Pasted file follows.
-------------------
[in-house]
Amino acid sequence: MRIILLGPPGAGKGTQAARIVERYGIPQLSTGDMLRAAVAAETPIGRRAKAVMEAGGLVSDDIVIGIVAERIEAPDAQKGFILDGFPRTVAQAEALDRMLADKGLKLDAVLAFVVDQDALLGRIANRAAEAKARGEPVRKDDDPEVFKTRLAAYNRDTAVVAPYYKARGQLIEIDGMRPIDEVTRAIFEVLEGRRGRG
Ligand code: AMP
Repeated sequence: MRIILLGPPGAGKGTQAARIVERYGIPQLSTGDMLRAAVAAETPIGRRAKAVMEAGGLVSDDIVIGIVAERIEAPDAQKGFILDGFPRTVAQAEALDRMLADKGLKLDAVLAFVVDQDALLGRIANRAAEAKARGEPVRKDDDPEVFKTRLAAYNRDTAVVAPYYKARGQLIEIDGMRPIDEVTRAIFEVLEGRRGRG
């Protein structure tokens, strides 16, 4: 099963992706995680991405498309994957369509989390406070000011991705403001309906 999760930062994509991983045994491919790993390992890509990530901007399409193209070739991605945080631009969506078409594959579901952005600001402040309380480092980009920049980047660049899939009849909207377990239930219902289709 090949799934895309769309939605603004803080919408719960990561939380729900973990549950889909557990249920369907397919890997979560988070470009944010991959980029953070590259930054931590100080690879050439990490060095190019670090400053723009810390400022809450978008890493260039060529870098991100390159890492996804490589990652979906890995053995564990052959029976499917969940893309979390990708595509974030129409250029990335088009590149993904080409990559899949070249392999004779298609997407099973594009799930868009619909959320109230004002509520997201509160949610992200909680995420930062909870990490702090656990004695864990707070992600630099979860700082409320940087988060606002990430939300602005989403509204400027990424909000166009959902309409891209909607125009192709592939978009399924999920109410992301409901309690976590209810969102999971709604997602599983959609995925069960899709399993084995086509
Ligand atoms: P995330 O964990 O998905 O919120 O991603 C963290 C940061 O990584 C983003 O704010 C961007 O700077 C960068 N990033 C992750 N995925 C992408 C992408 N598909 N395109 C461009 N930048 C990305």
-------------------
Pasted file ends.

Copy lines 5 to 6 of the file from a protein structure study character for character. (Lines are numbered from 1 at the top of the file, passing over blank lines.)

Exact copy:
């Protein structure tokens, strides 16, 4: 099963992706995680991405498309994957369509989390406070000011991705403001309906 999760930062994509991983045994491919790993390992890509990530901007399409193209070739991605945080631009969506078409594959579901952005600001402040309380480092980009920049980047660049899939009849909207377990239930219902289709 090949799934895309769309939605603004803080919408719960990561939380729900973990549950889909557990249920369907397919890997979560988070470009944010991959980029953070590259930054931590100080690879050439990490060095190019670090400053723009810390400022809450978008890493260039060529870098991100390159890492996804490589990652979906890995053995564990052959029976499917969940893309979390990708595509974030129409250029990335088009590149993904080409990559899949070249392999004779298609997407099973594009799930868009619909959320109230004002509520997201509160949610992200909680995420930062909870990490702090656990004695864990707070992600630099979860700082409320940087988060606002990430939300602005989403509204400027990424909000166009959902309409891209909607125009192709592939978009399924999920109410992301409901309690976590209810969102999971709604997602599983959609995925069960899709399993084995086509
Ligand atoms: P995330 O964990 O998905 O919120 O991603 C963290 C940061 O990584 C983003 O704010 C961007 O700077 C960068 N990033 C992750 N995925 C992408 C992408 N598909 N395109 C461009 N930048 C990305």